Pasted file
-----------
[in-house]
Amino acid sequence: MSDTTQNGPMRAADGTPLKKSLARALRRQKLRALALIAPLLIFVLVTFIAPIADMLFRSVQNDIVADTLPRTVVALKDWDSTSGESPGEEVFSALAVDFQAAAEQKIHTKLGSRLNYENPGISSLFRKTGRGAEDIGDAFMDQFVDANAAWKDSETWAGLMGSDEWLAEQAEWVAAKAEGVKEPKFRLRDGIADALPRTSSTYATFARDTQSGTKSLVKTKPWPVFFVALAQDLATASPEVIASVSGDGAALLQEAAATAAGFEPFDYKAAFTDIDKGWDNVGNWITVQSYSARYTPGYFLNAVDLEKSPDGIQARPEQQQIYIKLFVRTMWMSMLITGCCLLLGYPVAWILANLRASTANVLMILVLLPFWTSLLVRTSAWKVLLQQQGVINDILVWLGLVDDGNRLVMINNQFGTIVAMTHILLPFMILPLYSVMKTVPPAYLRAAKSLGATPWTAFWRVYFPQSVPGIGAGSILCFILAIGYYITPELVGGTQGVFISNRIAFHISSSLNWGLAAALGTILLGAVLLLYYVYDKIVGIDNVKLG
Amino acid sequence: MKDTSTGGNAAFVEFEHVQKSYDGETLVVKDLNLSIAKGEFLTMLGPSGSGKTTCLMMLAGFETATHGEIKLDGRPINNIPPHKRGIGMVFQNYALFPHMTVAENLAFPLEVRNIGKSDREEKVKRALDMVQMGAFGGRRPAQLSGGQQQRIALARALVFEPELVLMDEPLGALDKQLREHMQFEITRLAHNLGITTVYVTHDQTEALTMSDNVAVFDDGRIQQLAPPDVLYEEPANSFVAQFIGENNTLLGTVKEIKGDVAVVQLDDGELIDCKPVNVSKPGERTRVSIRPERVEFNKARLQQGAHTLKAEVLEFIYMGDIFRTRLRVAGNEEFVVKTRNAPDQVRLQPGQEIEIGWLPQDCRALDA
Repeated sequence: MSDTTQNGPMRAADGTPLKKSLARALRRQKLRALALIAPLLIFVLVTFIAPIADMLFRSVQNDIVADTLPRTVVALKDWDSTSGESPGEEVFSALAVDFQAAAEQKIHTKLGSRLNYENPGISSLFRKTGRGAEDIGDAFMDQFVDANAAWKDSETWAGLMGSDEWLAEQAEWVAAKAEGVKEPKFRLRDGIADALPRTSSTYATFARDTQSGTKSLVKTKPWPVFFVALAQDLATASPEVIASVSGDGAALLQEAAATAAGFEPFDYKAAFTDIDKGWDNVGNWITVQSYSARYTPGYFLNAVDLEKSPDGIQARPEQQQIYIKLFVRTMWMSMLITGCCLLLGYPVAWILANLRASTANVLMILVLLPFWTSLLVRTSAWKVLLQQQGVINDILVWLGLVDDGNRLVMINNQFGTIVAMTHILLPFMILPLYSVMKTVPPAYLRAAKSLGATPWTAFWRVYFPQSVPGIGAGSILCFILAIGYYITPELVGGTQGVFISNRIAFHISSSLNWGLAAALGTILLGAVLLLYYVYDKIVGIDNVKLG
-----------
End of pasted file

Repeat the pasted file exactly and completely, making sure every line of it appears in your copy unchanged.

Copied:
[in-house]
Amino acid sequence: MSDTTQNGPMRAADGTPLKKSLARALRRQKLRALALIAPLLIFVLVTFIAPIADMLFRSVQNDIVADTLPRTVVALKDWDSTSGESPGEEVFSALAVDFQAAAEQKIHTKLGSRLNYENPGISSLFRKTGRGAEDIGDAFMDQFVDANAAWKDSETWAGLMGSDEWLAEQAEWVAAKAEGVKEPKFRLRDGIADALPRTSSTYATFARDTQSGTKSLVKTKPWPVFFVALAQDLATASPEVIASVSGDGAALLQEAAATAAGFEPFDYKAAFTDIDKGWDNVGNWITVQSYSARYTPGYFLNAVDLEKSPDGIQARPEQQQIYIKLFVRTMWMSMLITGCCLLLGYPVAWILANLRASTANVLMILVLLPFWTSLLVRTSAWKVLLQQQGVINDILVWLGLVDDGNRLVMINNQFGTIVAMTHILLPFMILPLYSVMKTVPPAYLRAAKSLGATPWTAFWRVYFPQSVPGIGAGSILCFILAIGYYITPELVGGTQGVFISNRIAFHISSSLNWGLAAALGTILLGAVLLLYYVYDKIVGIDNVKLG
Amino acid sequence: MKDTSTGGNAAFVEFEHVQKSYDGETLVVKDLNLSIAKGEFLTMLGPSGSGKTTCLMMLAGFETATHGEIKLDGRPINNIPPHKRGIGMVFQNYALFPHMTVAENLAFPLEVRNIGKSDREEKVKRALDMVQMGAFGGRRPAQLSGGQQQRIALARALVFEPELVLMDEPLGALDKQLREHMQFEITRLAHNLGITTVYVTHDQTEALTMSDNVAVFDDGRIQQLAPPDVLYEEPANSFVAQFIGENNTLLGTVKEIKGDVAVVQLDDGELIDCKPVNVSKPGERTRVSIRPERVEFNKARLQQGAHTLKAEVLEFIYMGDIFRTRLRVAGNEEFVVKTRNAPDQVRLQPGQEIEIGWLPQDCRALDA
Repeated sequence: MSDTTQNGPMRAADGTPLKKSLARALRRQKLRALALIAPLLIFVLVTFIAPIADMLFRSVQNDIVADTLPRTVVALKDWDSTSGESPGEEVFSALAVDFQAAAEQKIHTKLGSRLNYENPGISSLFRKTGRGAEDIGDAFMDQFVDANAAWKDSETWAGLMGSDEWLAEQAEWVAAKAEGVKEPKFRLRDGIADALPRTSSTYATFARDTQSGTKSLVKTKPWPVFFVALAQDLATASPEVIASVSGDGAALLQEAAATAAGFEPFDYKAAFTDIDKGWDNVGNWITVQSYSARYTPGYFLNAVDLEKSPDGIQARPEQQQIYIKLFVRTMWMSMLITGCCLLLGYPVAWILANLRASTANVLMILVLLPFWTSLLVRTSAWKVLLQQQGVINDILVWLGLVDDGNRLVMINNQFGTIVAMTHILLPFMILPLYSVMKTVPPAYLRAAKSLGATPWTAFWRVYFPQSVPGIGAGSILCFILAIGYYITPELVGGTQGVFISNRIAFHISSSLNWGLAAALGTILLGAVLLLYYVYDKIVGIDNVKLG